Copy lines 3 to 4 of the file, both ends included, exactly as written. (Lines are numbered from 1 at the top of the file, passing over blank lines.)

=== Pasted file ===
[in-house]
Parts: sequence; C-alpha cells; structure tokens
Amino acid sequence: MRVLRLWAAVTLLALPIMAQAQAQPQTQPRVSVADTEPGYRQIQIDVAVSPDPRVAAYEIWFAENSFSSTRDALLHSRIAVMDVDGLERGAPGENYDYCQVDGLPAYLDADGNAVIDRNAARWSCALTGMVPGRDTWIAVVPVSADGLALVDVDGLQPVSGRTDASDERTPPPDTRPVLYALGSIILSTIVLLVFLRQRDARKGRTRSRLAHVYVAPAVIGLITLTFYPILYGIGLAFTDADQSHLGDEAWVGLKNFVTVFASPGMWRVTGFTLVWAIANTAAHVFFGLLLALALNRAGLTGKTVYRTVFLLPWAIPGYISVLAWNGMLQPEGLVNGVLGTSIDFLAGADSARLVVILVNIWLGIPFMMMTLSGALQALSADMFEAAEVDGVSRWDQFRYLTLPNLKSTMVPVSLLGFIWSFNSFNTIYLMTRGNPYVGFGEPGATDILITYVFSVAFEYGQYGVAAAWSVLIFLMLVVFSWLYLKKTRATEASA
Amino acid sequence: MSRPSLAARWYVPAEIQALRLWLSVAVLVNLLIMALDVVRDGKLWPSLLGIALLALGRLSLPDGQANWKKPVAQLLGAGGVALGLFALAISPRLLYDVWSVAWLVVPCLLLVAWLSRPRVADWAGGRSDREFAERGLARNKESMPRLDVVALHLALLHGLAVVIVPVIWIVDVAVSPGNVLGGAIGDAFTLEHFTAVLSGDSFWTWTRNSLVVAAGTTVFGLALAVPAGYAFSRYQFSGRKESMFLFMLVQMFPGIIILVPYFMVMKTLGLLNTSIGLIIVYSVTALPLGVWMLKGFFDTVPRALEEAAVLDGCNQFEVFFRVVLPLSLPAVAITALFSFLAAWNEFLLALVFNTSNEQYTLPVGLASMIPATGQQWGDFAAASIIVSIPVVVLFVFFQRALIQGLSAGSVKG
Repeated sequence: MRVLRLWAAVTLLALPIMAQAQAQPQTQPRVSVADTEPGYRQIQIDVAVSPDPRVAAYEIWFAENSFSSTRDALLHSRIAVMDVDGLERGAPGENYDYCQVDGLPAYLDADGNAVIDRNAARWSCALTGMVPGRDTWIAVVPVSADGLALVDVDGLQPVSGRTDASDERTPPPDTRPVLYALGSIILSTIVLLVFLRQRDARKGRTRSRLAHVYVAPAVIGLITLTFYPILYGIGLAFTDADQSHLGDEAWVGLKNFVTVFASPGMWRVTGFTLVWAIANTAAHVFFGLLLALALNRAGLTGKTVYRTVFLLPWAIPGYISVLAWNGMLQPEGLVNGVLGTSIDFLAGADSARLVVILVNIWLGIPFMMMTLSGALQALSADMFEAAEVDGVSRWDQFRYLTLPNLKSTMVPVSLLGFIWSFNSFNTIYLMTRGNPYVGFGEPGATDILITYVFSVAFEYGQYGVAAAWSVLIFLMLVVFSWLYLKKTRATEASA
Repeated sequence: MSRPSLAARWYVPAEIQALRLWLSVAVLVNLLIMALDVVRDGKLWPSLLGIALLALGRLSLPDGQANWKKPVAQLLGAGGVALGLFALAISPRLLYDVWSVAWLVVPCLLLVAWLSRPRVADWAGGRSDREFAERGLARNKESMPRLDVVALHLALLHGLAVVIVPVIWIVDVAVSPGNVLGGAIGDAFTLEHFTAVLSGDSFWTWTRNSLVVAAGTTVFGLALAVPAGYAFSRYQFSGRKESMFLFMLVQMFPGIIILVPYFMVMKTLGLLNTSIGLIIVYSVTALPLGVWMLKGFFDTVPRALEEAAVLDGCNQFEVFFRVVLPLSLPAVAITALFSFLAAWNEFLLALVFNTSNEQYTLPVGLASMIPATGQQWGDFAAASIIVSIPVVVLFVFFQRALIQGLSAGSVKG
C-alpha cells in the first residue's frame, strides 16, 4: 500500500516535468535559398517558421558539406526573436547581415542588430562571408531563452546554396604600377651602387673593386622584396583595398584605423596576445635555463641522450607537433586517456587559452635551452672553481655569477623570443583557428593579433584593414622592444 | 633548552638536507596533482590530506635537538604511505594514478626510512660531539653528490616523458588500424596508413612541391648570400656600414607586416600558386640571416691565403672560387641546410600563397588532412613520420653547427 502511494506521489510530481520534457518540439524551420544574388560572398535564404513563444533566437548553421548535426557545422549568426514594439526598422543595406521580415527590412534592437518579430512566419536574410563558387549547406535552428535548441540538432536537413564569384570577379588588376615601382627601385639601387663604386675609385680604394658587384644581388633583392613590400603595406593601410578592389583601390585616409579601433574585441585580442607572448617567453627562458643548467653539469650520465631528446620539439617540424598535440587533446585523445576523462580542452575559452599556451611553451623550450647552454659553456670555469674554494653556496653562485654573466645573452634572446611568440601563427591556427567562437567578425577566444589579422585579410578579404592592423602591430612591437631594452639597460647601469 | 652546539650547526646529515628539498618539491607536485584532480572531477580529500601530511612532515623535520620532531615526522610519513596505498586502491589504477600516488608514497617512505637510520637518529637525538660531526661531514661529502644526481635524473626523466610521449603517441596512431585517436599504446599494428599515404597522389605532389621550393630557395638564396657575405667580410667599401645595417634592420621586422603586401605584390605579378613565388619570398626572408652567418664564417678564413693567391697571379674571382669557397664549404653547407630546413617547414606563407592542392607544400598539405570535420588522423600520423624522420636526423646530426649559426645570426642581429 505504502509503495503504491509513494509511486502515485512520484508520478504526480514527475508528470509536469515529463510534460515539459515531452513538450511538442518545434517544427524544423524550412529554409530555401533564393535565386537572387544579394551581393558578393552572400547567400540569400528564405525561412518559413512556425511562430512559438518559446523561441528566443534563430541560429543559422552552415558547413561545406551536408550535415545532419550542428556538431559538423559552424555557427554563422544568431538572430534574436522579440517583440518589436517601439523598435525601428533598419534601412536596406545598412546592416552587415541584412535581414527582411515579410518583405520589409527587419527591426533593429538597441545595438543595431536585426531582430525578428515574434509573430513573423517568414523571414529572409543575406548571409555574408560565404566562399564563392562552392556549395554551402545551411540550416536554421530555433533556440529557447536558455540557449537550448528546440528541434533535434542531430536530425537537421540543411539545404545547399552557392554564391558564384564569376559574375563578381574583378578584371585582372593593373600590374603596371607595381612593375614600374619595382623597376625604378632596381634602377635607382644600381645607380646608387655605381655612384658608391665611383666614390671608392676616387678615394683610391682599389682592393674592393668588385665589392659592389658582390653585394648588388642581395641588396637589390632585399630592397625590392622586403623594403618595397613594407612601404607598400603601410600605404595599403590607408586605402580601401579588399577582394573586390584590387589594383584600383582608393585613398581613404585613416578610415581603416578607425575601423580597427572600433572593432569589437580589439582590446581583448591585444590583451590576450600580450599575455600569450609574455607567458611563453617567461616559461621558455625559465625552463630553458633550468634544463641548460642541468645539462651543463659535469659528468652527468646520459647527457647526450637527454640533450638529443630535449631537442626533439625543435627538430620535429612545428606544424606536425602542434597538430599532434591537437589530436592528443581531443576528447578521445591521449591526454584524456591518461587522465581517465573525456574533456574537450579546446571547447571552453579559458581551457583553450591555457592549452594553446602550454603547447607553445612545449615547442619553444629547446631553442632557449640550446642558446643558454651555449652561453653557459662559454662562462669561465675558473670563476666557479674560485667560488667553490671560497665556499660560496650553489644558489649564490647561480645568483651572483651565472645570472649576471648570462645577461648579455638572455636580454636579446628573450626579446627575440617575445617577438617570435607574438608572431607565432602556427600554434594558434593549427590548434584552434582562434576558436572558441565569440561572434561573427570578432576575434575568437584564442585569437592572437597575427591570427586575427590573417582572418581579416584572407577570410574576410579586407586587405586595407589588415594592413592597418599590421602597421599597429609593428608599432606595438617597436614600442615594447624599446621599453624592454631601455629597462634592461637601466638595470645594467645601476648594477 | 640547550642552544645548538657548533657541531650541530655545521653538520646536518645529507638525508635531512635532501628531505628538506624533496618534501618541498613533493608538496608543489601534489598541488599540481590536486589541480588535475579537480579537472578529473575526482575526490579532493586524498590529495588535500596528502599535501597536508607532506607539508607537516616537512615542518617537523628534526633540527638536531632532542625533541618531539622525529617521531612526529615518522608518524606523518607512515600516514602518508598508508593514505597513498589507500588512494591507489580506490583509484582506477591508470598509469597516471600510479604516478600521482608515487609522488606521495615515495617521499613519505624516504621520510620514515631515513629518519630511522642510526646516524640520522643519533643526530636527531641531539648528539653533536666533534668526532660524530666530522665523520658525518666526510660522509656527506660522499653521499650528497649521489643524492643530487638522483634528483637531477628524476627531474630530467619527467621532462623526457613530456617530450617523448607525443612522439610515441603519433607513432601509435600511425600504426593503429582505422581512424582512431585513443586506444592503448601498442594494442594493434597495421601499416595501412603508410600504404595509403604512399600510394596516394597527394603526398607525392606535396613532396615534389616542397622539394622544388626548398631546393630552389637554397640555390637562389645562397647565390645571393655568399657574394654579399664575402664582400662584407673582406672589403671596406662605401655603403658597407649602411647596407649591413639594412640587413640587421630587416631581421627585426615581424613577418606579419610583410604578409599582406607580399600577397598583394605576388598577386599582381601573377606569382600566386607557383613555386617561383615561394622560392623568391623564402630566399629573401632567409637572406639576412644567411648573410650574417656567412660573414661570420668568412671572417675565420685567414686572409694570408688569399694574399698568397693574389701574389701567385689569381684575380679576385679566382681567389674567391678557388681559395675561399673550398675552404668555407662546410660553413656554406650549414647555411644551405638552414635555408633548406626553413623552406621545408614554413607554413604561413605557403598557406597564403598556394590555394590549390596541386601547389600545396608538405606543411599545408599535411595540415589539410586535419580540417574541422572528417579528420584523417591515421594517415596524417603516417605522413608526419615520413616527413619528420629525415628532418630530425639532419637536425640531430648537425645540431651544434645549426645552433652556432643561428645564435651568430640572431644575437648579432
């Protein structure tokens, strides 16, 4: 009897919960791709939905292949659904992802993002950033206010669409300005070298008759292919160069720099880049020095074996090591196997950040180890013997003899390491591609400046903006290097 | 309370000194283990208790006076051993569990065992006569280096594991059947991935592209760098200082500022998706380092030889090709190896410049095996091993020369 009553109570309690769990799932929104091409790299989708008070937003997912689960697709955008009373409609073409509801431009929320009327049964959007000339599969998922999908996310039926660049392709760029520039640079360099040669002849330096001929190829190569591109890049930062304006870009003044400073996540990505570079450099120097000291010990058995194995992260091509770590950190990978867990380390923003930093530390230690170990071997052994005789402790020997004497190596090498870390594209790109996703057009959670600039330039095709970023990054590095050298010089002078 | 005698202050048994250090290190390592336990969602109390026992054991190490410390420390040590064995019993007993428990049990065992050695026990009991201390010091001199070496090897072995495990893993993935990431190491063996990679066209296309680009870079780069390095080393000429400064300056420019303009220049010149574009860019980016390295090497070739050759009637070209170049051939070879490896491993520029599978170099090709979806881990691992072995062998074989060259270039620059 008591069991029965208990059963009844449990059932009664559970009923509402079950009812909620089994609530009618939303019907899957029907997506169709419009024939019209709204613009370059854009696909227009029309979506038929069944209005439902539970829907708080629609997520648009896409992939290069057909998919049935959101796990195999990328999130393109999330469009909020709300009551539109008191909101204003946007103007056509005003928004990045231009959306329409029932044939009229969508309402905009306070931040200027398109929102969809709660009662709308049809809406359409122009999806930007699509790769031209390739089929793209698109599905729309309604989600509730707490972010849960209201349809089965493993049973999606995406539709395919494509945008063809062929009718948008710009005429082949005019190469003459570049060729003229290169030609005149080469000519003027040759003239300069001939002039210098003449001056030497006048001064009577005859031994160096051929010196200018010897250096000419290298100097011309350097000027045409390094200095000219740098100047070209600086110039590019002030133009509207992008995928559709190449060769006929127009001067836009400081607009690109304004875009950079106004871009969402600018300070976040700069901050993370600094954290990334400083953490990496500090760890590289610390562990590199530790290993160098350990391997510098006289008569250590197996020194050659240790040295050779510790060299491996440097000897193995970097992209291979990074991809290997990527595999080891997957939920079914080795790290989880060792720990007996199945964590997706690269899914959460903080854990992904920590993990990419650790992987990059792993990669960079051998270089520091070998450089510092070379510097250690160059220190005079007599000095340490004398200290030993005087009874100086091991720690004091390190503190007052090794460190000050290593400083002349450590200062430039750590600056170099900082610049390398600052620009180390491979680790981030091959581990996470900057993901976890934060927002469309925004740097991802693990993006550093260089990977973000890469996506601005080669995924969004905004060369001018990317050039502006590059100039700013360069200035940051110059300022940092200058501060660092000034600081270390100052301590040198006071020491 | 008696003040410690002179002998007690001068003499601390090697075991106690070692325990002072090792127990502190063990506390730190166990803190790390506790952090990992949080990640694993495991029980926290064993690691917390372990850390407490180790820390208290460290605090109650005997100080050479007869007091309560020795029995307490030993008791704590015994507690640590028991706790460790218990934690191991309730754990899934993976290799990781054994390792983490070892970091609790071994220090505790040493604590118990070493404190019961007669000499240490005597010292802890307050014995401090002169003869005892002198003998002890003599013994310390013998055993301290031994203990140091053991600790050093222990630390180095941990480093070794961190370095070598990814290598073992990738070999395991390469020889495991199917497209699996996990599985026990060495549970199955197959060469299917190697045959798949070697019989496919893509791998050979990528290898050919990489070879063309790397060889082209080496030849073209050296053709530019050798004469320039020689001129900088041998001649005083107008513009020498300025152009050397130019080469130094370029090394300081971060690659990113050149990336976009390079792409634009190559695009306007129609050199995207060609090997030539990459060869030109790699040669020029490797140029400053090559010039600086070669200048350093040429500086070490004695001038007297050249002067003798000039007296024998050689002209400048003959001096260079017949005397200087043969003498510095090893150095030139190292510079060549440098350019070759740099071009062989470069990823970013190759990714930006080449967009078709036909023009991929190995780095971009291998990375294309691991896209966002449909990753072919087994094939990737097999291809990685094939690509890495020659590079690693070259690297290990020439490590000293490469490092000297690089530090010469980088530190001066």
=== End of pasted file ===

Amino acid sequence: MRVLRLWAAVTLLALPIMAQAQAQPQTQPRVSVADTEPGYRQIQIDVAVSPDPRVAAYEIWFAENSFSSTRDALLHSRIAVMDVDGLERGAPGENYDYCQVDGLPAYLDADGNAVIDRNAARWSCALTGMVPGRDTWIAVVPVSADGLALVDVDGLQPVSGRTDASDERTPPPDTRPVLYALGSIILSTIVLLVFLRQRDARKGRTRSRLAHVYVAPAVIGLITLTFYPILYGIGLAFTDADQSHLGDEAWVGLKNFVTVFASPGMWRVTGFTLVWAIANTAAHVFFGLLLALALNRAGLTGKTVYRTVFLLPWAIPGYISVLAWNGMLQPEGLVNGVLGTSIDFLAGADSARLVVILVNIWLGIPFMMMTLSGALQALSADMFEAAEVDGVSRWDQFRYLTLPNLKSTMVPVSLLGFIWSFNSFNTIYLMTRGNPYVGFGEPGATDILITYVFSVAFEYGQYGVAAAWSVLIFLMLVVFSWLYLKKTRATEASA
Amino acid sequence: MSRPSLAARWYVPAEIQALRLWLSVAVLVNLLIMALDVVRDGKLWPSLLGIALLALGRLSLPDGQANWKKPVAQLLGAGGVALGLFALAISPRLLYDVWSVAWLVVPCLLLVAWLSRPRVADWAGGRSDREFAERGLARNKESMPRLDVVALHLALLHGLAVVIVPVIWIVDVAVSPGNVLGGAIGDAFTLEHFTAVLSGDSFWTWTRNSLVVAAGTTVFGLALAVPAGYAFSRYQFSGRKESMFLFMLVQMFPGIIILVPYFMVMKTLGLLNTSIGLIIVYSVTALPLGVWMLKGFFDTVPRALEEAAVLDGCNQFEVFFRVVLPLSLPAVAITALFSFLAAWNEFLLALVFNTSNEQYTLPVGLASMIPATGQQWGDFAAASIIVSIPVVVLFVFFQRALIQGLSAGSVKG